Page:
“Ms. B” is a 28-year-old woman with a 4-year history of illicit prescription opioid use by the oral and nasal routes. She began by occasionally sharing pills with friends at parties, then progressed to 1–2 pills a day and steadily increased to an average of 250–350 mg of oxycodone or its equivalent per day but sometimes taking up to 450 mg a day. She sporadically inhaled heroin but denied injecting it, and she was consuming 5–9 drinks (mixed or straight vodka) 6–7 nights per week. She had attended community college for a year but did not graduate, and she was working in a medical office. She obtained opioids by buying them “on the street,” by “doctor shopping” using a vague complaint of back injury with severe pain, or by forging prescriptions, carefully rotating the pharmacies where she filled them to avoid raising pharmacists’ suspicions. She debated with herself about quitting because she felt that her life was “ruined and going nowhere,” and she sought treatment because she became frightened after nearly getting caught stealing prescription pads at work. She also reported feeling sad, with crying spells and feelings of hopelessness and self-deprecation, but without suicidal ideation.
Ms. B was addicted to prescription opioids and alcohol and was also depressed; although she acknowledged an opioid problem, she did not initially acknowledge her alcohol problem. The main reason she sought treatment was the anxiety she experienced after nearly getting caught stealing prescription pads. Her acute anxiety was situational, but it was unclear whether her long-standing depression was substance induced or an independent disorder.
Ms. B had heard about buprenorphine from friends, and she agreed to office-based treatment with counseling and pharmacotherapy with a buprenorphine-naloxone preparation. She was started on a daily dose of 8 mg/2 mg, which was increased to 12 mg/3 mg on day 2, to 16 mg/4 mg on day 4, and then, in gradual increments, to 24 mg/6 mg by the third week, at which point she reported that opioid cravings and withdrawal were suppressed for the entire day. She experienced mild alcohol withdrawal shortly after treatment began, with tremulousness and tachycardia that resolved with 200 mg of chlordiazepoxide in divided doses over 2 days. Psychosocial treatment included intensive outpatient group counseling three times a week, individual therapy with a social worker, medication management by an addiction psychiatrist, and encouragement to participate in Narcotics Anonymous (NA).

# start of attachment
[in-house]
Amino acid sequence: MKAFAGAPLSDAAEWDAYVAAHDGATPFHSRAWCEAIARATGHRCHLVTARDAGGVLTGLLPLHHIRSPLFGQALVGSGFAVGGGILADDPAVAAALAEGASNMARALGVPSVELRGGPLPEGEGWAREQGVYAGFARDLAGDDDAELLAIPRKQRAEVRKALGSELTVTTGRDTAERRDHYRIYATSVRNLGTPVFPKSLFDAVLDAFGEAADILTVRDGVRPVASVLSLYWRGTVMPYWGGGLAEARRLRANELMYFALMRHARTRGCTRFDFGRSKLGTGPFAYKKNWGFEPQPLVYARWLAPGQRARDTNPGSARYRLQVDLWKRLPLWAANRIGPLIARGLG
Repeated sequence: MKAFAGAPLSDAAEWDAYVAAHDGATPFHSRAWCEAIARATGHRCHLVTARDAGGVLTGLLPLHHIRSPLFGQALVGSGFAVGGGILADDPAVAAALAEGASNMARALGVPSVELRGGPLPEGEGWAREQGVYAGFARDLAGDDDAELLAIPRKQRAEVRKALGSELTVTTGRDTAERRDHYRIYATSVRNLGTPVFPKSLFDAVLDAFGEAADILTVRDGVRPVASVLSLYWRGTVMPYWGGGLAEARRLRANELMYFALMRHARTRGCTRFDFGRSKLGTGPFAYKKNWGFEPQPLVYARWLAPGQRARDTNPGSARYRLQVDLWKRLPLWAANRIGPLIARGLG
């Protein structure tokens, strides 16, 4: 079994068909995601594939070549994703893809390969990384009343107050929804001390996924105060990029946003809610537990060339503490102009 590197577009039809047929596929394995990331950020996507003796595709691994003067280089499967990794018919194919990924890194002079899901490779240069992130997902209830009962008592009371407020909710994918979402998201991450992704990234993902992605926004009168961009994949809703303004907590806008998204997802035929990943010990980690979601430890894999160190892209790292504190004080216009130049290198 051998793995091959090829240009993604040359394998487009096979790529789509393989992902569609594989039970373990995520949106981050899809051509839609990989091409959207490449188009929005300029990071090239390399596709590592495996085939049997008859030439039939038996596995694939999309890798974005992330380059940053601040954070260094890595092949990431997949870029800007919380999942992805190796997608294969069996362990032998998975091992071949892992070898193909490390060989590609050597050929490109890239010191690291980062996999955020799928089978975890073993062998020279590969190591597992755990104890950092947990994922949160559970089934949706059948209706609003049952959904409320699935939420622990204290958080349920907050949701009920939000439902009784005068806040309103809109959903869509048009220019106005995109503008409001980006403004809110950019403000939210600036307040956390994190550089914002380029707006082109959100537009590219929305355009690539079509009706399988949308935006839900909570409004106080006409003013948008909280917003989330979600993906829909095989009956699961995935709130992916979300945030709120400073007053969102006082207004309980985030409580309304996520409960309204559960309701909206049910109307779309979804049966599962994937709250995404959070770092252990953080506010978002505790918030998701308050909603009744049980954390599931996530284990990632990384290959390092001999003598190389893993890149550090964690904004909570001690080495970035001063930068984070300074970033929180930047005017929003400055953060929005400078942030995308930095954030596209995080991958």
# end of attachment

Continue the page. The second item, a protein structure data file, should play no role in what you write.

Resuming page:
She was strongly motivated to stop opioids and quickly reduced her use from daily to twice weekly and from many to 1–2 pills a day, and by the fourth week she stopped use altogether. She was ambivalent about abstaining from alcohol, and her belief in her ability to drink in moderation fluctuated; she continued binging with 4–5 drinks at a time, 2–4 nights per week. Therapy focused on encouragement and praise for progress and feedback that highlighted her problematic alcohol and opioid use and the discrepancies between her intentions and her actual behaviors. After 8 weeks, Ms. B was persuaded that she could not limit her drinking, and she stopped altogether and committed to total abstinence.
Ms. B’s depressive symptoms continued, and by the second week she agreed to a trial of sertraline. Her initial intention was to take buprenorphine-naloxone for brief detoxification; she expressed disdain for the possibility of becoming dependent on it as a mere “substitute.” But as her opioid use stopped and her depressive symptoms improved, she became more comfortable with continuing buprenorphine-naloxone for an indefinite period and agreed to defer any decision about tapering until she felt “strong enough.” She continued buprenorphine-naloxone, and after 3 months of intensive outpatient group therapy, she stepped down to one group and individual counseling session per week and monthly physician visits.
Around month 4, Ms. B stopped attending group therapy, expressing financial difficulties and the feeling that she no longer needed it. Around month 5, citing personal incompatibility, she stopped seeing her therapist and declined to increase the frequency of physician visits, which was offered as a replacement. At month 6, she began a relationship with a man she met at an NA meeting and began complaining of anorgasmia from sertraline. The sertraline dosage was decreased from 200 to 150 mg/day, and while the anorgasmia improved, depressive symptoms returned despite having maintained opioid and alcohol abstinence. The sertraline dosage was restored to 200 mg, but her depression did not improve, and she was switched to escitalopram, which produced only modest improvement. Augmentation with lithium was tried but stopped after a few doses because it made her feel “weird.”
Ms. B’s stressors continued, among them mounting financial difficulties and romantic disappointment when her new boyfriend relapsed to heavy drinking and it took a month for her to break off the relationship. A friend invited her to a party at which she relapsed to drinking, and she soon stopped taking buprenorphine-naloxone and relapsed to opioid use as well. After 2 weeks of intermittent binging on alcohol and prescription opioids, she presented at an urgently scheduled visit saying that she had not been taking her medications, had again stopped using opioids and alcohol for 3 days, was miserable, and wanted to get “back on track.” She was restarted on buprenorphine-naloxone and sertraline; the sertraline was titrated to 300 mg/day, and risperidone, 0.5 mg h.s., was added. With ongoing encouragement, she agreed to reengage in NA, and after a few weeks she started with a new therapist. She maintained abstinence and remission from depression for 6 months.